The ancient physician scholars of China observed and documented human health within a holistic framework.
They saw the human body as an organic whole, intimately connected to its environment and other influences, and viewed such factors as inseparable from a individual’s state of health or illness.
This fundamental view distinguishes Chinese medicine from western biomedicine’s regard for health – in its approach to treating illness, its philosophies about maintaining good health, and its emphasis on daily nourishing life practices to support those philosophies. Qi Gong, Tai Chi, proper diet and rest, and correcting health imbalances using natural medicine evolved from this view.
The ancient physicians developed a thorough and sophisticated examination method to mirror their holistic view of health. They inquired about the patient’s current symptoms, but also collected information on their daily habits, tendencies, preferences and family history. Organ health was assessed through inspection of the tongue and reading of the pulses. Palpation of tender points on the body also informed the physician of deeper imbalances.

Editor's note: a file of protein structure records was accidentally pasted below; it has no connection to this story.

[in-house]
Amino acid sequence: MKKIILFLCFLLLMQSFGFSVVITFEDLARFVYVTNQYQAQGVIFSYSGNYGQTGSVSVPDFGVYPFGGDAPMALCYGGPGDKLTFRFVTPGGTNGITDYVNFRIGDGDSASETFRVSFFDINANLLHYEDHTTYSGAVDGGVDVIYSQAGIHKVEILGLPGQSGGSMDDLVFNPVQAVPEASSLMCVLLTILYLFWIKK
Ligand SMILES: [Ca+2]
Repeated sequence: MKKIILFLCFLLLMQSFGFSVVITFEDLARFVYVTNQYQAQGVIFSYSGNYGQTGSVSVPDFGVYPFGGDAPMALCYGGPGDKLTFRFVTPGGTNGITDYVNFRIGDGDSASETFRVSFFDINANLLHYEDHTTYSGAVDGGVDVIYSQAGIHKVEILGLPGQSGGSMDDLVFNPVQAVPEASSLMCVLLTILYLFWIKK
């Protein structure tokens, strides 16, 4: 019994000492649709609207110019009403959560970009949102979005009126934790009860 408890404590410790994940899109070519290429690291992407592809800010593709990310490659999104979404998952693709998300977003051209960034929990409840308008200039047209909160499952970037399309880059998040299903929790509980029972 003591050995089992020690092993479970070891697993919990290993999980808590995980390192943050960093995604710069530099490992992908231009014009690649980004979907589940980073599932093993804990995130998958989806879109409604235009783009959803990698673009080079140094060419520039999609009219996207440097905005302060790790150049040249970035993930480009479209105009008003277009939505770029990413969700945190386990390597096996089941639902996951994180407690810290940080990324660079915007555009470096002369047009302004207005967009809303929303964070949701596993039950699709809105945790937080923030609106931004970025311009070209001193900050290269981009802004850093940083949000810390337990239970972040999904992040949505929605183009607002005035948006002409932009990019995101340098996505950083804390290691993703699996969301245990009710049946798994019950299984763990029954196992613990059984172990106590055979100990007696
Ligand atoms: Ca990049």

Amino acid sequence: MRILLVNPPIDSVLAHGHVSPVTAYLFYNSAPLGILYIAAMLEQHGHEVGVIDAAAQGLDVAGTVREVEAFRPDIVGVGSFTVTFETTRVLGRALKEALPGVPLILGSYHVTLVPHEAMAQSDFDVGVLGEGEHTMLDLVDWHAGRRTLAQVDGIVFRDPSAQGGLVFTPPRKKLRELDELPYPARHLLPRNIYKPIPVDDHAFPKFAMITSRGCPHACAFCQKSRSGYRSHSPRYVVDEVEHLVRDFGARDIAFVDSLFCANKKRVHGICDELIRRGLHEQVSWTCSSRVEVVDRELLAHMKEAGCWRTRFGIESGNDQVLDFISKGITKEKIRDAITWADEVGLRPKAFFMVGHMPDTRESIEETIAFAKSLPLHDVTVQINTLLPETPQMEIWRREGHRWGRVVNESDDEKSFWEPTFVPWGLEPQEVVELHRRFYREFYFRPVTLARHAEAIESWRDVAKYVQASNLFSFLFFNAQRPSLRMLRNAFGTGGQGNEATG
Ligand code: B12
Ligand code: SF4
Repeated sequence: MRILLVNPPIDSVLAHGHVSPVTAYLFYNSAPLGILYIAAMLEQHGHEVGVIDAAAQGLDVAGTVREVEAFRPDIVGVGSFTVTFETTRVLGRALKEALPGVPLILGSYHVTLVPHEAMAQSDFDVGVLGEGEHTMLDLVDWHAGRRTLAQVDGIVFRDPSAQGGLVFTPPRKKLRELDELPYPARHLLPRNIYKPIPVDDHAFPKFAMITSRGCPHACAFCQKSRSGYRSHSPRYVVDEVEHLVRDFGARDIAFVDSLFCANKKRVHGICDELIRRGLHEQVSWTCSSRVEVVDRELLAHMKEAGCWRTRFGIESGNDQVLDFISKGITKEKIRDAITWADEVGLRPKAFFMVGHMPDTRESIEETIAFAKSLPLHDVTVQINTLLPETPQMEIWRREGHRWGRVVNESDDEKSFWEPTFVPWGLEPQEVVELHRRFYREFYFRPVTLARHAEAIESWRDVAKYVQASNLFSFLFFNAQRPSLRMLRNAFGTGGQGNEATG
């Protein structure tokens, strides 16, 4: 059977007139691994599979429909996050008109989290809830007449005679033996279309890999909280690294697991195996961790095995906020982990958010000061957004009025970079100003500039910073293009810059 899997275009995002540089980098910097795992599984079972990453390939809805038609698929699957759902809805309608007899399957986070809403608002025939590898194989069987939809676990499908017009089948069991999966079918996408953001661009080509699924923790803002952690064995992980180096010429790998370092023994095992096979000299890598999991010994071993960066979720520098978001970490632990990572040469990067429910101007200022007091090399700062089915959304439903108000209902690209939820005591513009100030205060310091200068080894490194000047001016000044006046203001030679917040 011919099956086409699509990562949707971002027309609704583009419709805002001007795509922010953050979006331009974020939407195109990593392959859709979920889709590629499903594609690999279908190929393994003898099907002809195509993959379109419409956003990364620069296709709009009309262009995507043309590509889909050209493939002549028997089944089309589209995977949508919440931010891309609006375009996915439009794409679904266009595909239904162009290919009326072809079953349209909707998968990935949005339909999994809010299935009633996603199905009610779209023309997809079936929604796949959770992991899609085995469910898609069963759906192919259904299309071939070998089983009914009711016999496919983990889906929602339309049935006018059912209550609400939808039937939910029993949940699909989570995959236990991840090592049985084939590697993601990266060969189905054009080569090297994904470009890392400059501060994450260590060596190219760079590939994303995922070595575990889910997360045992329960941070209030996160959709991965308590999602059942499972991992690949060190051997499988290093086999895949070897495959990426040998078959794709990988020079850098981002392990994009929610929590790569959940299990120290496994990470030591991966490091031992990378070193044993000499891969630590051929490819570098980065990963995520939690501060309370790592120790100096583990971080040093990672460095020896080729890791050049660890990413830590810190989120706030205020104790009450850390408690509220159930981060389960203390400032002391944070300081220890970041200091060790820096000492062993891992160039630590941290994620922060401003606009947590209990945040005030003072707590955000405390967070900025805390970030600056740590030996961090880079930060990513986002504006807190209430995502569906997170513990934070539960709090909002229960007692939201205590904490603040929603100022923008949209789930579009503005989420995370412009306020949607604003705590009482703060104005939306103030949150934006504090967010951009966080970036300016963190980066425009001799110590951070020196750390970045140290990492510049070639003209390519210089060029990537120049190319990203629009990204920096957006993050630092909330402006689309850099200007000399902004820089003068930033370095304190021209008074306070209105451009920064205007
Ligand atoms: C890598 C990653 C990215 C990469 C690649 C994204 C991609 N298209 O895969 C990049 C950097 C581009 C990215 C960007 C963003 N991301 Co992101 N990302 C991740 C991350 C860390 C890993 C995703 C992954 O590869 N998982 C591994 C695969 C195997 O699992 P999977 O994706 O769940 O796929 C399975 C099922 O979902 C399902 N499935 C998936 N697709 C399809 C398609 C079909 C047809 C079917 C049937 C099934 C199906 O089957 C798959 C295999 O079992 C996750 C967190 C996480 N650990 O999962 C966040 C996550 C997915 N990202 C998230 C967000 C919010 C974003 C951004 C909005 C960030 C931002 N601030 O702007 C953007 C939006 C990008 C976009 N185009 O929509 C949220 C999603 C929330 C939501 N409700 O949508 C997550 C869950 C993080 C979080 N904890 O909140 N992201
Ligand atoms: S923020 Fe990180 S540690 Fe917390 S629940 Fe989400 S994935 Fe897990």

With a complete picture of the patient, the physician was able to arrive at a pattern of disharmony that stood at the root of the patient’s symptoms. They could also perceive imbalances not yet apparent to the patient and preemptively treat those as well. Preventative care grew to be regarded as the highest form of medicine a physician could provide.
The physicians developed and refined natural methods of stimulating the body to heal itself, including acupuncture, chinese herbal medicine, cupping, gua sha, moxibustion, and tui na (Chinese medical massage).
Modern practitioners of Chinese medicine apply these same principles to achieve excellent clinical results.
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